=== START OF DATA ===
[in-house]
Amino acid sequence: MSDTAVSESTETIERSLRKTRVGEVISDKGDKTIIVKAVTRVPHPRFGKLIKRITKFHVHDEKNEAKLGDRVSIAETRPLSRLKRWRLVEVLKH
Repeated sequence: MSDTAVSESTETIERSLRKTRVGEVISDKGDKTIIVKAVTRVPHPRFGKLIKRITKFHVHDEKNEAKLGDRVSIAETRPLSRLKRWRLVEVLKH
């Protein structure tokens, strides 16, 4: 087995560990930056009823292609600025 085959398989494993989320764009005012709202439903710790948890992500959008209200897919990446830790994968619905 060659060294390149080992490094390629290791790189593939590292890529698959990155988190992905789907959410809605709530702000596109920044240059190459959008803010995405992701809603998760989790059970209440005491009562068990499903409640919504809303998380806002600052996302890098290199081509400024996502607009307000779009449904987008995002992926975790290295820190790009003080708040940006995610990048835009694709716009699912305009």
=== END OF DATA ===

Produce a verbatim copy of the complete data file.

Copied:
[in-house]
Amino acid sequence: MSDTAVSESTETIERSLRKTRVGEVISDKGDKTIIVKAVTRVPHPRFGKLIKRITKFHVHDEKNEAKLGDRVSIAETRPLSRLKRWRLVEVLKH
Repeated sequence: MSDTAVSESTETIERSLRKTRVGEVISDKGDKTIIVKAVTRVPHPRFGKLIKRITKFHVHDEKNEAKLGDRVSIAETRPLSRLKRWRLVEVLKH
């Protein structure tokens, strides 16, 4: 087995560990930056009823292609600025 085959398989494993989320764009005012709202439903710790948890992500959008209200897919990446830790994968619905 060659060294390149080992490094390629290791790189593939590292890529698959990155988190992905789907959410809605709530702000596109920044240059190459959008803010995405992701809603998760989790059970209440005491009562068990499903409640919504809303998380806002600052996302890098290199081509400024996502607009307000779009449904987008995002992926975790290295820190790009003080708040940006995610990048835009694709716009699912305009």